Idaho high schoolers are apparently still not "going on" to college, even after the major "Go On" campaign. Plus, a surprise endorsement across party lines in the state superintendent's race. Michelle Edmonds talks with Idaho Education News reporter Kevin Richert about those two major topics in this week's Making the Grade.
Here is a transcript of their conversation:
MICHELLE: Kevin's back for Making the Grade, it's been a busy week for you than expected.
KEGIN: Yes, yes it's picking up.
It's because the Idaho Association of School Administrators, they're meeting in Boise this week, about 450 administrators coming together from school district all over the place and they invited the two superintendent candidates... Superintendent of Public Instruction...to come and speak to them... only one showed up.
MICHELLE: What happened?
KEVIN: Okay, so what happened was Jana Jones, the Democratic candidate. she addressed the group for about half an hour on monday. The ISAS, which is this umbrella group, it's school superintendents and administrators from all over the state. They invited Jana Jones, they also invited Sherri Ybarra, the Republican nominee. She (Ybarra) did not attend, she said that her schedule is too busy. As it turned out, our editor saw Sherri Ybarra in Boise on Monday morning. She was actually meeting a legislator for a coffee that day to kind of get to know what one of the legislators... she was in town but she said that she was too busy to attend. Today she issued a press release and she will attend another meeting of superintendents tomorrow. This one is put on by the state Department of Education, a briefing on various issues that are going to be coming up this school year. she's going to attend that...she's going to sit in on the session. she says she's going to talk one to one with superintendents. we will see if that kind is smooth out of some ruffled feathers.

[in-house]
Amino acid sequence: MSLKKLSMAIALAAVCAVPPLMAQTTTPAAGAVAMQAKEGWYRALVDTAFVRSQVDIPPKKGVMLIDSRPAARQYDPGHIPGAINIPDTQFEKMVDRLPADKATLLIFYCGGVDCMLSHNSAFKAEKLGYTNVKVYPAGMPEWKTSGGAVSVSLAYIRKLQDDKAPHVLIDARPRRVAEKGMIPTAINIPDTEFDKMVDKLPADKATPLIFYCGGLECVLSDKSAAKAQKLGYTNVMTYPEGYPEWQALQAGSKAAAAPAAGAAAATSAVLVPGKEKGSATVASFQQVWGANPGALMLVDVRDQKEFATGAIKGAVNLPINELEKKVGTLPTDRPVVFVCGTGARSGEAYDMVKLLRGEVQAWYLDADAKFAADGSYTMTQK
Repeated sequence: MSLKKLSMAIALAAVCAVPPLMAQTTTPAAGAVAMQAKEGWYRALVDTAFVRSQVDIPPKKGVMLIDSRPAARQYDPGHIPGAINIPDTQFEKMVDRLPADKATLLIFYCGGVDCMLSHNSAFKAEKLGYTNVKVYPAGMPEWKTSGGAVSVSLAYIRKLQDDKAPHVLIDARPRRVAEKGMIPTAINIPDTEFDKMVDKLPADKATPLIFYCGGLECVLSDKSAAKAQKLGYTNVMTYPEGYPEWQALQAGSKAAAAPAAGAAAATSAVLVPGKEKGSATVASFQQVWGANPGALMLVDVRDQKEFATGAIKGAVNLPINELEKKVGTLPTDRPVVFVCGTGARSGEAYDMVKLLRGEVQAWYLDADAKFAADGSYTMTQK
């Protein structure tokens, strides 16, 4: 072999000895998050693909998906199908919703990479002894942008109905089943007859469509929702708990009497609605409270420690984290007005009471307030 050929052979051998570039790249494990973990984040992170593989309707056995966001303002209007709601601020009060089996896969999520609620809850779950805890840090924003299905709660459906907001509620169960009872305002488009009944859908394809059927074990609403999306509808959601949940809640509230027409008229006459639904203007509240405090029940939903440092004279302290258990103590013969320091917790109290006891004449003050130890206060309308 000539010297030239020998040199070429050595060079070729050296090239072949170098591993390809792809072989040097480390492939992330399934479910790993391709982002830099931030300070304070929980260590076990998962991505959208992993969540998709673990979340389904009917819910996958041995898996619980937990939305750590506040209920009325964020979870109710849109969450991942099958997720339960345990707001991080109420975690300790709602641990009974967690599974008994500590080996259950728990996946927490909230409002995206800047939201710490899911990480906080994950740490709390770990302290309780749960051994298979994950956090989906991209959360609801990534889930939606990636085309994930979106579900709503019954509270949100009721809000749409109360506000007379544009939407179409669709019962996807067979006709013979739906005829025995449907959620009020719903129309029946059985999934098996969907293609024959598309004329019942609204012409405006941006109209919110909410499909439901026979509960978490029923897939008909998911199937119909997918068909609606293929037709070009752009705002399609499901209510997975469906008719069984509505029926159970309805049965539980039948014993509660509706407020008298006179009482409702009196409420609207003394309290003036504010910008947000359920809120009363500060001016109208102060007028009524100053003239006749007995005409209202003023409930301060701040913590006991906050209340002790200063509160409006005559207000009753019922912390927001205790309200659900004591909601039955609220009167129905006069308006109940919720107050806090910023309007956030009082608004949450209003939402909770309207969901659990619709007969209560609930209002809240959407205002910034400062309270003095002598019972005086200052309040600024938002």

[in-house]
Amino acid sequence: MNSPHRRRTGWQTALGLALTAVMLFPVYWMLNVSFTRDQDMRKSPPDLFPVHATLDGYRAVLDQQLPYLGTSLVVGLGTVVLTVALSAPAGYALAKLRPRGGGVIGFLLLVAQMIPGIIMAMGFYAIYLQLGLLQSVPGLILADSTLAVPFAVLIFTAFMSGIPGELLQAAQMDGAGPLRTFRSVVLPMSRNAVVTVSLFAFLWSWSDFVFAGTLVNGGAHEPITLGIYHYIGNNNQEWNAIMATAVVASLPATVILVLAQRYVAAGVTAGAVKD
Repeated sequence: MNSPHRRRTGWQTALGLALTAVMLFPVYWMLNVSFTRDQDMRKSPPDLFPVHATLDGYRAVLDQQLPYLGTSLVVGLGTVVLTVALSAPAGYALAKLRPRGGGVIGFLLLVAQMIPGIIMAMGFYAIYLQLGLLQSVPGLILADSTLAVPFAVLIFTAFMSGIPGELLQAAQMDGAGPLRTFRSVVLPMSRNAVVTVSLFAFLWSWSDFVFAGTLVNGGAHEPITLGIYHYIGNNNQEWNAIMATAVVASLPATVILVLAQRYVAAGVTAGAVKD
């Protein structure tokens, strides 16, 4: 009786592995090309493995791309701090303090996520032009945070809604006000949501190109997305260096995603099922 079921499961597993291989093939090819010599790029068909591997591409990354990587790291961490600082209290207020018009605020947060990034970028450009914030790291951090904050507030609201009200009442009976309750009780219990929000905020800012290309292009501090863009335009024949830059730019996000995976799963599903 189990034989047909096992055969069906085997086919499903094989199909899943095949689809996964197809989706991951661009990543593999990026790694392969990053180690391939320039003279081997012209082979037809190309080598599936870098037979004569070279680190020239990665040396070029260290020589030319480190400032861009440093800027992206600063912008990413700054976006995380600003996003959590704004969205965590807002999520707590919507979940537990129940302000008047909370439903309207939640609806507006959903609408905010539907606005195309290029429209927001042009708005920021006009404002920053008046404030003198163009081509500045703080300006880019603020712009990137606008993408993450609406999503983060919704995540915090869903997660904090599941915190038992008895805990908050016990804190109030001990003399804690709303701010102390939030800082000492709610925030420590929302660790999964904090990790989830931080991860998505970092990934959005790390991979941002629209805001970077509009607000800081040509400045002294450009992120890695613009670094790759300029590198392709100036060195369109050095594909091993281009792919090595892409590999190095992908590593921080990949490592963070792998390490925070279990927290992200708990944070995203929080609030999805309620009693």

MICHELLE: Well there are some ruffled feathers, in fact the person who won during this conference, the state superintendent of the year, the Bonneville superintendent, has chosen an endorsement across his partyline.
KEVIN: Yes, Chuck Shackett, it is the superintendent in Bonneville. That name doesn't mean much people in this part of the state, he is fairly influential as the district superintendent and like you say he was named the superintendent of the year. Political backstory on Chuck Shackett, he was an outspoken supporter of propositions one two and three. He endorsed Andy Grover, the superintendent from Melba back in the Republican primary, so his GOP credentials are fairly strong. He knows Jana Jones from a few years back as they're both from Eastern Idaho. He actually tried to hire Jana Jones into his district a few years back so he knows Jones. He trusts Jones. He's willing to endorse Jones, he's never met Sherri Ybarra, and that kind of comes across when I talked to him...a little bit of hard feelings that Ybarra didn't show up this week.
MICHELLE: Let me change subjects on you a little bit, um...you were doing some reporting a little bit earlier this week as well on the “Go On” numbers. Of course, this is the movement... mostly by the Albertson Foundation in order to get high school students to go on to college so that we can increase the number of students who are going to college in our state...which is really low. What are the new numbers that have come out? What did you find?
KEVINL The new numbers came out and they aren't very good. Basically what found out about this...about this class of 2013,.so we're talking about the kids who walk down the aisle got there diplomas in may of 2013. Of that group, about 52% have enrolled in a two year or four-year college. That number is down slightly from where we were in 2012. The class of 2012 is about a 54% figure. Now these figures have a lot of asterisks to them, I mean it's a snapshot in time. Kids from the class of 2013, they could still obviously they can still enroll and that will change the numbers. if they decided to go back to school...they've worked a year, saved some money they want to go to school. they would then start to show up in those numbers. If a kid has served a church mission and comes back and goes to school that changes the numbers. If a graduate serves in the military...so you've got a lot of variables. The point is, the numbers are flat to maybe even decreasing and they are a long way from where the state wants to go.
MICHELLE: We've only got a couple of seconds left, is there a way to fix the problem quickly?
KEVIN: No there isn't, and I think that's what the numbers showed me. The State Board of Education wants to see 80% of high school graduates in college within a year. That's the long-term goal. only three school districts and three charter schools met thatt eighty percent goal... and we're talking about less than one percent of the kids in the state.
MICHELLE: That is a long ways away.
MICHELLE: We'll be on that story we continue to follow it. Kevin, as always, thank you for Making the Grade. If you'd like to read much more about what Kevin and everybody over Idaho Education News are writing about, just go to idahoednews.org. Kevin. thanks again.
KEVIN: Thank you.